A few cases in point:
- We say, ‘To make a long story short…’ and then we make a short story long.
- We feel virtuous about stocking up on healthy fruit and vegetables. But, do we eat them? No, we just let them waste away.
- We buy new running shoes and set up the treadmill, and then let them collect dust in the corner.
- We repeatedly show up late to appointments because there is always ‘something unexpected’ that gets in our way.
I recently led a training session for a group of leaders. They started the day by sharing how much they had been learning about the importance of being present to their staff – listening and attending with care. Many of them then proceeded to spend a big chunk of our time together flipping through messages and texting on their smart phones.
At the root of the issue is the quality of our self awareness – the ability to see ourselves as we really are. It’s an essential skill, but one that can be tough to cultivate.
Because we’re privy to our intentions – spoken and unspoken – we cut ourselves a LOT of slack. We credit ourselves with points for our good intentions and don’t deduct points for our less than ideal behaviors.
What really matters most, though, is our actions. And it is those actions that build or destroy our health or our relationships and establish our character – both on the inside and through the eyes of others.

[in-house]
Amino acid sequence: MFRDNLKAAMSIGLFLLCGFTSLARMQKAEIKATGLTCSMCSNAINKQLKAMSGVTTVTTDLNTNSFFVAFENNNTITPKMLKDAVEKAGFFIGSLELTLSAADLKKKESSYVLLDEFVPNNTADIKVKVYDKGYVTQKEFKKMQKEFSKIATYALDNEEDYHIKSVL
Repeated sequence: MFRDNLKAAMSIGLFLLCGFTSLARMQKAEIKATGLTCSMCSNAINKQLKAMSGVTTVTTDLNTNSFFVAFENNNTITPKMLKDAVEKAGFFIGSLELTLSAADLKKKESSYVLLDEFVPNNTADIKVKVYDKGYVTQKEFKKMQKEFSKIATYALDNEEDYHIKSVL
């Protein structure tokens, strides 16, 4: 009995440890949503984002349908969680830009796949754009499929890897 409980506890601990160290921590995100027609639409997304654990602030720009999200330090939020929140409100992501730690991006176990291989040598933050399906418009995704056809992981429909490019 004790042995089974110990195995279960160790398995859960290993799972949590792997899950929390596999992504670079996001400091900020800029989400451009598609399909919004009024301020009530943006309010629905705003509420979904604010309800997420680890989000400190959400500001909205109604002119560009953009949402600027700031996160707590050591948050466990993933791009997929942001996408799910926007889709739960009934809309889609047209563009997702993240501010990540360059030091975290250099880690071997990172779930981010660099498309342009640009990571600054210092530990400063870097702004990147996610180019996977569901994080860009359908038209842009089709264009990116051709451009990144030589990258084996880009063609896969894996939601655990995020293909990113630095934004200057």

Action: How do you get better at self awareness and alignment?
- Set an intention to improve, but also make a plan to follow up.
- Pay close attention – to what you are saying and what you are doing.
- Watch for clues from others – verbal and non-verbal – that point to discrepancies in your behavior.
- Check in with yourself often. Play back an exchange or a conversation in your mind to review what you really said and really did.
- Ask for feedback from someone you trust who will gently let you know where you might be falling short.
- Encourage yourself when you notice your intentions and your actions coming together.
Grant yourself a touch of grace. We’re all a work in progress.
Quote Of The Week: We are all inclined to judge ourselves by our ideals; others, by their acts. – Harold Nicolson
One of these days is none of these days. – English Proverb
Happiness is when what you think, what you say, and what you do are in harmony. – Mahatma Gandhi
Resource Of The Week: You might find this Forbes article of interest. Todd Essig presents Three Reasons Not To Text During Meetings.
Readers Write: In response to last week’s message, Are You Owning It, Pause reader YC writes: Own it. Very powerful and empowering, Pat. Thank you for opening this door in my mind. I will use this with my coaching and mediation clients. See, you’re impacting the world!
Also, in last week’s message, Are You Owning It, I quoted artist Owen Swan on the problems of minimizing our own talents by comparing them to others. Some of you may be interested in reading Owen’s complete article, so I’m pleased to share this link to his blog post: Old Ideas & Popular Problems About Art and With Artists.